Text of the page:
Auto Sexing Geese

Craig Russell

with permission from
SPPA Bulletin, 2003, 8(4):6-7

The origin of auto sexing geese was almost certainly prior to the 11th century and the original development may have been by chance. The only uniquely American member of the group is of relatively recent development. The Pilgrim goose breed was developed in Iowa by the renowned poultry and livestock breeder and judge, Oscar Grow, during the first half of the 20th century. For the record, Mr. Grow credits the name of his auto sexing geese to his wife, who reportedly gave them the name “Pilgrim” when they were moved from the family farm in Iowa to Missouri during the 1930s. The Pilgrim may have some genetic link to earlier sex linked geese. In his book Modern Waterfowl Management and Breeding Guide, Mr. Grow gives little detail about the Pilgrim's actual development. He made the claim that prior to the Pilgrim "there never had been a breed of true geese" with a sex linked genotype. However there have been reports that Mr. Grow obtained the foundation stock for the Pilgrims from a correspondent whose geese tended to be sexually dimorphic but were not perfectly so. If I remember correctly those geese were from New England or the owner's family was originally from that area. If that report is correct the foundation for the Pilgrim breed comes from an area that reportedly was populated with West of England geese during the colonial period. Mr. Grow rejected "Designs by exploiters to connect this breed of geese with reputed earlier sex-linked European breeds."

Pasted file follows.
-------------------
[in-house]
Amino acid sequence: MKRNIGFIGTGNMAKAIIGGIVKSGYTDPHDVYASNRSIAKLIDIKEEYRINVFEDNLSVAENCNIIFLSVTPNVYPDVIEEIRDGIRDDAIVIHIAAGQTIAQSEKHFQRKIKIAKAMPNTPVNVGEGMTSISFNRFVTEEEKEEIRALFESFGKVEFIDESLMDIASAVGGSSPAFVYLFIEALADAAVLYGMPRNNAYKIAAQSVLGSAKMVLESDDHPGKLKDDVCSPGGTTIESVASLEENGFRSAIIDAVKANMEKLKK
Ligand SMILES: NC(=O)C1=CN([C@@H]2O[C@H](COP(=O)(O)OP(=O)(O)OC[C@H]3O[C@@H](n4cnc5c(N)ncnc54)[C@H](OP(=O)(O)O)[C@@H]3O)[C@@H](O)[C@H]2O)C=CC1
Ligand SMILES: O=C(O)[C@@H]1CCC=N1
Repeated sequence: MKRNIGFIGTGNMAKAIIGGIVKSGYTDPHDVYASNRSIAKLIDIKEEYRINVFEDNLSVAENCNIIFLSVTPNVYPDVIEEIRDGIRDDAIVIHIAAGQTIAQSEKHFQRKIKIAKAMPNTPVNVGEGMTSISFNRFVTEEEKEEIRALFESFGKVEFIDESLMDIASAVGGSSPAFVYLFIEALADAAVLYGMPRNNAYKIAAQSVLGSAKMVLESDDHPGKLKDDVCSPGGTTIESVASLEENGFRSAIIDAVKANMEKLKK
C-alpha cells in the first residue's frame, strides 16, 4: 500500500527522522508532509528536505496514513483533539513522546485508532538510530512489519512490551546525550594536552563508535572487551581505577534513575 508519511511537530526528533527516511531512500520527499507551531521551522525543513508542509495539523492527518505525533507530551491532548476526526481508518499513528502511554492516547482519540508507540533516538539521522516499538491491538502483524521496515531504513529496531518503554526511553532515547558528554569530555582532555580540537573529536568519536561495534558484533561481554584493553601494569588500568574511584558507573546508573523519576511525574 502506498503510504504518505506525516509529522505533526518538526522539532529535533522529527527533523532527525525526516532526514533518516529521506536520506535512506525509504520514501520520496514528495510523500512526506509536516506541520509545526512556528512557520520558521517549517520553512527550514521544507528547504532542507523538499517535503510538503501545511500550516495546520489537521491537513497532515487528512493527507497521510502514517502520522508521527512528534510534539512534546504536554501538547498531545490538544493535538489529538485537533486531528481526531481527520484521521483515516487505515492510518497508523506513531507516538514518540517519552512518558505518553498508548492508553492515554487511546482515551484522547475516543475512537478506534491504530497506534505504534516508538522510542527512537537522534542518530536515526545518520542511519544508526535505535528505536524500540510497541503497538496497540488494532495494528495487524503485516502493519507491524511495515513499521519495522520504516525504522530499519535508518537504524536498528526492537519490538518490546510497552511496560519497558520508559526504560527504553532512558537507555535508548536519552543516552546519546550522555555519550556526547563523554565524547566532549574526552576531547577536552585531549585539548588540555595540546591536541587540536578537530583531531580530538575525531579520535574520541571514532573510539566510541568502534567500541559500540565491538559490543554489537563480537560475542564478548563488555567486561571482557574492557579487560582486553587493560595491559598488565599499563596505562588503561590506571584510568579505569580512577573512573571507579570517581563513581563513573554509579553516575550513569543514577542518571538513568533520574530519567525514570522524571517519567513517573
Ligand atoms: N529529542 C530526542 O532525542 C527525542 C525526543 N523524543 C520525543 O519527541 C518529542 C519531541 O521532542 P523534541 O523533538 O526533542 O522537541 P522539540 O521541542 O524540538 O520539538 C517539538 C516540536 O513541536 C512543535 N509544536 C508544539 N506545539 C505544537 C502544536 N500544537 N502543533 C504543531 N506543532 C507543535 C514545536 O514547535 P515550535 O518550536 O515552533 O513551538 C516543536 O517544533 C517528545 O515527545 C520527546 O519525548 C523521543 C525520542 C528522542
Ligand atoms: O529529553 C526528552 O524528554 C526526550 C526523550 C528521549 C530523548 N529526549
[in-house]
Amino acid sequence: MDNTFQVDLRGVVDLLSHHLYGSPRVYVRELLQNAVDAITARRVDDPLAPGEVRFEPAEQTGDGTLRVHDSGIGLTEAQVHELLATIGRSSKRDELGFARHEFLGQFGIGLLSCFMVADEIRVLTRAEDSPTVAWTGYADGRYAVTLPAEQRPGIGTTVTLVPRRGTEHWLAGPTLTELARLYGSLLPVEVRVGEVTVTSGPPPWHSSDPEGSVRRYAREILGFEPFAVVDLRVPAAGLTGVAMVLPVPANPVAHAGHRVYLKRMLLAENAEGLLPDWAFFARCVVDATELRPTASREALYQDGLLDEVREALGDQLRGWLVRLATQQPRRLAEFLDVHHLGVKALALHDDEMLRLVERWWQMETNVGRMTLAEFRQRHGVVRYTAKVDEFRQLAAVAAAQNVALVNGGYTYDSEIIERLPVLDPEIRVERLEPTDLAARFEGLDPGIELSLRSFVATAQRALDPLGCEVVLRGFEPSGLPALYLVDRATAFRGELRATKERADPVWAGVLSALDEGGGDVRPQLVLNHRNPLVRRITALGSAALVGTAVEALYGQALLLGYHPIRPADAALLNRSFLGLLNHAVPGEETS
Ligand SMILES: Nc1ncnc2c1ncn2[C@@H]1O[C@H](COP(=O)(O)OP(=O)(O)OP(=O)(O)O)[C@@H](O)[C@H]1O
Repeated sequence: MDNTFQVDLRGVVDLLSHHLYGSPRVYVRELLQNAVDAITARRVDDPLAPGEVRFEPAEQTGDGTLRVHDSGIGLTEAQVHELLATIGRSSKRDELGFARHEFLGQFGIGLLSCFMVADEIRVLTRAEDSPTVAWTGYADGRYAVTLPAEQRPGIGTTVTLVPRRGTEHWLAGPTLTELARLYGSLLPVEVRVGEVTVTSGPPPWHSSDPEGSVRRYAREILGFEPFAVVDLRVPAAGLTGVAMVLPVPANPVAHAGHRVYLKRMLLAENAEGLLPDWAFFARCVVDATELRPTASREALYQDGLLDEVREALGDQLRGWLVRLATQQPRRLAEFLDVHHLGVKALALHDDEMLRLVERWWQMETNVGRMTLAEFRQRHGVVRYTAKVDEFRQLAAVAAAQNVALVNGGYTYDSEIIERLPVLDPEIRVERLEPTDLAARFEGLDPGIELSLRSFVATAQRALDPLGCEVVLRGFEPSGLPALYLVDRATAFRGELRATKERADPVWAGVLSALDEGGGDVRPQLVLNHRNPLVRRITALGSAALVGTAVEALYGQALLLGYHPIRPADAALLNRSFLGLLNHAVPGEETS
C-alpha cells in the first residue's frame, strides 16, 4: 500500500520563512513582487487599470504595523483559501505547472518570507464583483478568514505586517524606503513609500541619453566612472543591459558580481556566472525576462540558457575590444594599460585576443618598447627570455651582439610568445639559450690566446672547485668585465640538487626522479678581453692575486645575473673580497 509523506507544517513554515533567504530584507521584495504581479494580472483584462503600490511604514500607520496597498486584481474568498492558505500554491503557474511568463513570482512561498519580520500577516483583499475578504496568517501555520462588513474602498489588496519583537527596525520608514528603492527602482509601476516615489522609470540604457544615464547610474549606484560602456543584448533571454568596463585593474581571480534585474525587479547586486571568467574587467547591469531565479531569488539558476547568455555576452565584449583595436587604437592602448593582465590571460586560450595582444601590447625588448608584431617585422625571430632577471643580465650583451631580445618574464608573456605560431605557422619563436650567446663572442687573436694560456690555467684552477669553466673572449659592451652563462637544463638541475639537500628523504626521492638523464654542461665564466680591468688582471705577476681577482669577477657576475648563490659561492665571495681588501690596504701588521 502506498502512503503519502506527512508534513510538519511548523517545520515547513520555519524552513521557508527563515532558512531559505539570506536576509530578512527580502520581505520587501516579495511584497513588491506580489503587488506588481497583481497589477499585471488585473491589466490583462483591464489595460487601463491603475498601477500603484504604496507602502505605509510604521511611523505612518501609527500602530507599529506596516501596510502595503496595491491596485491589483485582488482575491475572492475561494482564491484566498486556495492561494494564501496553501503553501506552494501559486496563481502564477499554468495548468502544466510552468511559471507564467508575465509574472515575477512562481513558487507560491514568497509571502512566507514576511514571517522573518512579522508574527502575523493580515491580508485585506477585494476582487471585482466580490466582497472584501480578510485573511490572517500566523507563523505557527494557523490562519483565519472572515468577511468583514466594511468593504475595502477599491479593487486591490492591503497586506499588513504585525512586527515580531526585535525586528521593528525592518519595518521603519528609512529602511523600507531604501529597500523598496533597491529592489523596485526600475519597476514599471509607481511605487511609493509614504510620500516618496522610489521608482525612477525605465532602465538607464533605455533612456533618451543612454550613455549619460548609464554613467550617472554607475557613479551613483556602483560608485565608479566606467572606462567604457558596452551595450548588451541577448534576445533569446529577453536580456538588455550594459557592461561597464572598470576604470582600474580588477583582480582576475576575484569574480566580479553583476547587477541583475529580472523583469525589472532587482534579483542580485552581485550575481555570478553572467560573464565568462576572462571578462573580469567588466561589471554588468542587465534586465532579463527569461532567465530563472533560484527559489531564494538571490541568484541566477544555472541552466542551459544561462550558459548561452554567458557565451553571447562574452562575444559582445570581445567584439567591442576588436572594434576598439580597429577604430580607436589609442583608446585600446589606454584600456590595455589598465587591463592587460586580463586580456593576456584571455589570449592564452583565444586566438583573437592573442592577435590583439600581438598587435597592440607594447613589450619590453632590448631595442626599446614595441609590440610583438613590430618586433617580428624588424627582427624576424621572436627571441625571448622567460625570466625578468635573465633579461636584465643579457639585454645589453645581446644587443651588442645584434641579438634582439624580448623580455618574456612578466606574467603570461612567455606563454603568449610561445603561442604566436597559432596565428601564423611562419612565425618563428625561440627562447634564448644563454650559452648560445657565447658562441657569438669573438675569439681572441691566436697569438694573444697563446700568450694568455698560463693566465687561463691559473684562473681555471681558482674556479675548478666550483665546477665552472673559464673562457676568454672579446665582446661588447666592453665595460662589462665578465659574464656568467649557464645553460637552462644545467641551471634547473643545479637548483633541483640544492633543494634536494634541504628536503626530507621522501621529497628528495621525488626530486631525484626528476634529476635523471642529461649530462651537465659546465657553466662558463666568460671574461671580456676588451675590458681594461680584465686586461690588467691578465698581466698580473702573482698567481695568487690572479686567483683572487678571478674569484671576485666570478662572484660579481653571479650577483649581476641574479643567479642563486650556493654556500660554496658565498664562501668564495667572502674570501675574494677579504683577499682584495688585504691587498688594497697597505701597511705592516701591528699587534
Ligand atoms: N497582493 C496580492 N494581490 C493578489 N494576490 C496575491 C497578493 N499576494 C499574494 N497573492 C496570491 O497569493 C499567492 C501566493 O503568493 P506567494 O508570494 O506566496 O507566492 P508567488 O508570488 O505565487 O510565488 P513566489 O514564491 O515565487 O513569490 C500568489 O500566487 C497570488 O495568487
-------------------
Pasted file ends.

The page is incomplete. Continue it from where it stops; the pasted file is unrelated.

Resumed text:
Bruce Lentz believed there was a connection and felt that Mr. Grow was trying too hard to avoid it. Bruce said, "Oscar Grow knows more about waterfowl than I do and I can tell you there were sex-linked geese before there were Pilgrims and some of those are still around. In England and Europe they have 4 or 5 kinds. If I know that Oscar Grow should know it, too." Bruce believed that anyone who could write in detail about English geese had to have knowledge of English sex linked breeds (West of England geese). He also reported that there were probably still such geese in New England as they existed when he was a young man. He knew with certainty a flock existed in southwestern Pennsylvania.